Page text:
The Caxtons: A Family Picture is an 1849 Victorian novel by Edward Bulwer-Lytton that was popular in its time.
The book was first serialized anonymously in Blackwood's Magazine from April 1848 to October 1849, and first published in novel form (in three volumes) in Britain in 1849. In the United States, it was serialized in Harper's Magazine (1850-53) and Littell's Living Age (1850-52).
The novel was "instantly popular" in Britain and also sold 35,000 copies within three years of its release in the United States.
A synopsis of the plot from a 1910 reference work states:
The Caxtons are Austin Caxton, a scholar engaged on a great work, "The History of Human Error;" his wife Kitty, much his junior; his brother Roland, the Captain, who has served in the Napoleonic campaigns; the two children of the latter, Herbert and Blanche; and Austin's son, Pisistratus, who tells the story. The quiet country life of the family of Austin Caxton is interrupted by a visit to London. There Pisistratus, who has had a good school education, though he has not yet entered the university, is offered the position of secretary to Mr. Trevanion, a leader in Parliament. Lady Ellinor, Mr. Trevanion's wife, was loved as a girl by Roland and Austin Caxton; but she had passed them both by to make a marriage better suited to an ambitious woman. By a freak of fate Pisistratus now falls in love with her daughter Fannie; and when he finds that his suit is hopeless, he gives us his position under Mr. Trevanion, and enters Cambridge University, where his college course is soon closed by the financial troubles of his father. A further outline of this story would give no idea of its charm. The mutual affection of the Caxtons is finely indicated, and the gradations of light and shade make a beautiful picture. Never before had Bulwer writen with so light a touch and so gentle a humor, and this novel has been called the most brilliant and attractive of productions. His gentle satire of certain phrases of political life was founded, doubtless, on actual experience.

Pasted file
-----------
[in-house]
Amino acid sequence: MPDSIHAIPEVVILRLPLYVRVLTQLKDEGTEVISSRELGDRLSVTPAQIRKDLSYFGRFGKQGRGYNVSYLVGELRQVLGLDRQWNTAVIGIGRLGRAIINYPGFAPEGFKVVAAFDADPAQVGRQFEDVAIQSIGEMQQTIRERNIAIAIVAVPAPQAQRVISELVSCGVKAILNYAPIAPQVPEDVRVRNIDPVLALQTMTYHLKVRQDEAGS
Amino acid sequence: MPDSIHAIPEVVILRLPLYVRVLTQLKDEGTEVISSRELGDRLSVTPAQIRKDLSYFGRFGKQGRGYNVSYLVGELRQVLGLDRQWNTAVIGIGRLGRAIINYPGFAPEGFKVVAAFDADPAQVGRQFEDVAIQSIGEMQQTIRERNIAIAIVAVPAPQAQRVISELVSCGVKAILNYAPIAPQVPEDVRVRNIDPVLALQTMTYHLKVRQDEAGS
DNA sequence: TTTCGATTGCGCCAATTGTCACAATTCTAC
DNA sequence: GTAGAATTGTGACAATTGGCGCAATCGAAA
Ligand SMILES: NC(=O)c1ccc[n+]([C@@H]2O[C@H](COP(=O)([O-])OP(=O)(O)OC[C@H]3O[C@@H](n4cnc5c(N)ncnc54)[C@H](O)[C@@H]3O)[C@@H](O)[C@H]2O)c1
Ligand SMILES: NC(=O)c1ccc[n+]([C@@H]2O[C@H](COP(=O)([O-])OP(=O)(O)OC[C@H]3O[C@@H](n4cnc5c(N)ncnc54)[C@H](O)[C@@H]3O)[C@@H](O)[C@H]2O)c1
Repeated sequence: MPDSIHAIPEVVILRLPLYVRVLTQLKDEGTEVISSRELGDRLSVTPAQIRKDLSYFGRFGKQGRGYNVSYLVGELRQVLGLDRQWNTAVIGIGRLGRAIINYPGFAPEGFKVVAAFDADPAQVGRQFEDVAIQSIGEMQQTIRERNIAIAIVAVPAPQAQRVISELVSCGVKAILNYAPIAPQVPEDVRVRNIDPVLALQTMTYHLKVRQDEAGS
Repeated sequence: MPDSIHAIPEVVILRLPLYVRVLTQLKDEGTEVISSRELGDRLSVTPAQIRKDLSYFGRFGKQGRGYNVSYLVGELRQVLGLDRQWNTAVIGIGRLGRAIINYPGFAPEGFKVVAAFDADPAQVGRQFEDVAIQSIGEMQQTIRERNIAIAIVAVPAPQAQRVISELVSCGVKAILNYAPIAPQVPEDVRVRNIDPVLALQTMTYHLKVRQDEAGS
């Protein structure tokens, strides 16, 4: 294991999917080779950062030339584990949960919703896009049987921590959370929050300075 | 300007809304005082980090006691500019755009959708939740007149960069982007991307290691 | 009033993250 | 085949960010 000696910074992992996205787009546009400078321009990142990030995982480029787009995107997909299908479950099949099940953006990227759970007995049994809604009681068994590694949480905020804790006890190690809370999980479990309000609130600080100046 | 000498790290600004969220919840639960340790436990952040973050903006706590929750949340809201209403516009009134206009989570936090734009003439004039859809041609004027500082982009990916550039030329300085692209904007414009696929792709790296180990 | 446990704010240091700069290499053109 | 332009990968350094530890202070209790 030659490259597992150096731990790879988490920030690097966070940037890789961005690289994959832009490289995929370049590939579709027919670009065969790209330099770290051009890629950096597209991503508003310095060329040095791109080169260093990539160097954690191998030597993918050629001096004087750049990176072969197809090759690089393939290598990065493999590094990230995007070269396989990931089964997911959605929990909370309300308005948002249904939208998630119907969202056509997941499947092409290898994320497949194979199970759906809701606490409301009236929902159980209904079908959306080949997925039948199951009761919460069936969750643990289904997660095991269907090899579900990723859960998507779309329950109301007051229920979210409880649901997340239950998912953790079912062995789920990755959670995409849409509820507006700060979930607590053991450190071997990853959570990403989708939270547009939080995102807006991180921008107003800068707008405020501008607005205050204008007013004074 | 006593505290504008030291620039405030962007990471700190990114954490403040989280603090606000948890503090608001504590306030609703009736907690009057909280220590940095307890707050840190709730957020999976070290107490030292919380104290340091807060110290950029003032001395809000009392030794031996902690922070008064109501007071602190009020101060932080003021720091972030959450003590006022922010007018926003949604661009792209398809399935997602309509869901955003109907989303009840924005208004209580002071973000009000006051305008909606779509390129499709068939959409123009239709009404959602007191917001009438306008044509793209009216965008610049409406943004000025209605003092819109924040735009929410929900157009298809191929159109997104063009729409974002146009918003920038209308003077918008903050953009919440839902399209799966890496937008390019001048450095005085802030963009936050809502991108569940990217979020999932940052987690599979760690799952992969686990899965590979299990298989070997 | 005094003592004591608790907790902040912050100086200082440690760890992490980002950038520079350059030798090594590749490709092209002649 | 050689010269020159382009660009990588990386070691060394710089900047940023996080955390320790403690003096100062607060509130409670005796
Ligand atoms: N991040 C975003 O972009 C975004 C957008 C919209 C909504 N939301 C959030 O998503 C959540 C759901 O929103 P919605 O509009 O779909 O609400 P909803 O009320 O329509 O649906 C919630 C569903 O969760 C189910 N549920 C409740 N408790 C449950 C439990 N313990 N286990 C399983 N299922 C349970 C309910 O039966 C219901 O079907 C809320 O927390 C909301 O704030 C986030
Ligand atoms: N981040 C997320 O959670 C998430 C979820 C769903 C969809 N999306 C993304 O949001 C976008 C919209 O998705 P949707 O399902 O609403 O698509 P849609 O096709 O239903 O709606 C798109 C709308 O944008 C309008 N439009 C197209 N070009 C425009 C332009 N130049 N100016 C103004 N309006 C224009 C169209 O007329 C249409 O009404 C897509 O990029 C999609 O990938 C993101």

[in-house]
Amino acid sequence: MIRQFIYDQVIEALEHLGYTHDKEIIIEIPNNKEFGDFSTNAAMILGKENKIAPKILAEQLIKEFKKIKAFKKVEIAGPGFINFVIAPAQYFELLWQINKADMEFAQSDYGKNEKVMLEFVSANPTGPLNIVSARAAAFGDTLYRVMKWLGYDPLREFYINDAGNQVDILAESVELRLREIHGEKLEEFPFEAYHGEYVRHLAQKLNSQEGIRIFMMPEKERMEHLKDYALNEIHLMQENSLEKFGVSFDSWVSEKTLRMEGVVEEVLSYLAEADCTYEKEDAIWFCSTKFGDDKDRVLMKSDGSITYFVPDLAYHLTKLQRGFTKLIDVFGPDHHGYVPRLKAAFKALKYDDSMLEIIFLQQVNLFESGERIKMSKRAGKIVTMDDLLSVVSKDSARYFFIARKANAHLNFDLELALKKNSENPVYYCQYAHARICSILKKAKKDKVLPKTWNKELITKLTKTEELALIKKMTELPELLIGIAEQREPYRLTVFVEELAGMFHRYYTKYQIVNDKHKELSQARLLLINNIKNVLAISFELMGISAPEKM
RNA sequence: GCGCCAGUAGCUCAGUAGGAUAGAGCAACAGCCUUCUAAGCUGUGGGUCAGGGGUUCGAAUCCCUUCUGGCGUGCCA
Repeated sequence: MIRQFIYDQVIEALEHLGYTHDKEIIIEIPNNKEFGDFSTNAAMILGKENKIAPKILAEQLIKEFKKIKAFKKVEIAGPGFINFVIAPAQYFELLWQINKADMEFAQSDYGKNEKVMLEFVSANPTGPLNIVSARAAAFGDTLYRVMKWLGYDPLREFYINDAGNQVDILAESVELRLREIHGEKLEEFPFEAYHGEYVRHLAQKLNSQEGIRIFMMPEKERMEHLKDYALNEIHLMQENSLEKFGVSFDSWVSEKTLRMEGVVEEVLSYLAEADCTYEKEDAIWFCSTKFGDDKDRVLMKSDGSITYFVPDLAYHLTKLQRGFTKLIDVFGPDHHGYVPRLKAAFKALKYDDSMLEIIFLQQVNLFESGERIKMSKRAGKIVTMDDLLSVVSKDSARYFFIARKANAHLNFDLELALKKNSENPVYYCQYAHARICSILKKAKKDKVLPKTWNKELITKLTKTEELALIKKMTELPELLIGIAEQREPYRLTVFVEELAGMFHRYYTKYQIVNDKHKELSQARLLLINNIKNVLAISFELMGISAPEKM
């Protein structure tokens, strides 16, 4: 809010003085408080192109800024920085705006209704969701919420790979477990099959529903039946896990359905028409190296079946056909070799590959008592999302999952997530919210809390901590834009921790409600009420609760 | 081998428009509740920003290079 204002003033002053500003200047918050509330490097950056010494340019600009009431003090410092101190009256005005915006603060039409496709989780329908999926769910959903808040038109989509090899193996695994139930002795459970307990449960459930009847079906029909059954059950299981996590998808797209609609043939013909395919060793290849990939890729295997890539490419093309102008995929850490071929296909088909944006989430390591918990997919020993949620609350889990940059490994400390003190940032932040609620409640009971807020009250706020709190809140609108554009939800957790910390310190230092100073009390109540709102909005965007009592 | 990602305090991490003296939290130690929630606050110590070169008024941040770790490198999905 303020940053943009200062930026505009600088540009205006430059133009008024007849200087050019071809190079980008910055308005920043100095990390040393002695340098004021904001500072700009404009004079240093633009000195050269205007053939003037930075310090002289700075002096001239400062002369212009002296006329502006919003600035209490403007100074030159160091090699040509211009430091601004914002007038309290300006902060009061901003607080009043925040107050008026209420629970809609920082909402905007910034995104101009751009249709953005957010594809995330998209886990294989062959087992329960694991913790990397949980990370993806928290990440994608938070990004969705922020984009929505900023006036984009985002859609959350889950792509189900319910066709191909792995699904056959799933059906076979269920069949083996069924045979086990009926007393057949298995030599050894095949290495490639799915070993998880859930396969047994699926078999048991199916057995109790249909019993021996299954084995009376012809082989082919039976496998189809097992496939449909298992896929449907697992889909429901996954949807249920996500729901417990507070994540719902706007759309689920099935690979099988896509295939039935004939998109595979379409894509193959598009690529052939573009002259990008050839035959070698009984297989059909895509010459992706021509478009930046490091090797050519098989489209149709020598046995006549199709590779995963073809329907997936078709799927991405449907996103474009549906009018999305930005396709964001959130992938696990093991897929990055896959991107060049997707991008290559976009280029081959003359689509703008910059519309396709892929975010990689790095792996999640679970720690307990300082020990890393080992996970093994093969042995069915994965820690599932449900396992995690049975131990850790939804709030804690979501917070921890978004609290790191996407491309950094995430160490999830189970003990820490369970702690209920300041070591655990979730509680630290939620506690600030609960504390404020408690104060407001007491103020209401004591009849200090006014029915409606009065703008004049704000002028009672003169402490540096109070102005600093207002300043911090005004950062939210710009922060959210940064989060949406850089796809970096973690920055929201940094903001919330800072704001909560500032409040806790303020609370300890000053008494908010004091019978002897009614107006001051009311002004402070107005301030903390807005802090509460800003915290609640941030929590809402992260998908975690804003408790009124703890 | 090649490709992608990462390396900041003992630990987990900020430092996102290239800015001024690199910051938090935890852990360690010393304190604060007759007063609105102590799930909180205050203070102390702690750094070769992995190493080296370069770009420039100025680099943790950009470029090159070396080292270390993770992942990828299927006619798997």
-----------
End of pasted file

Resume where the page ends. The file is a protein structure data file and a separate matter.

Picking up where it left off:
The Caxtons are asserted to have descended from William Caxton, the first English printer. In the latter part of the novel, two characters emigrate to Australia, and emigration is positively depicted as a chance for redemption.
Pisistratus Caxton also serves as the nominal narrator of My Novel (1853) and What Will He Do With It? (1858).
Table of Contents:
Edward Bulwer Lytton. The Caxtons: A Family Picture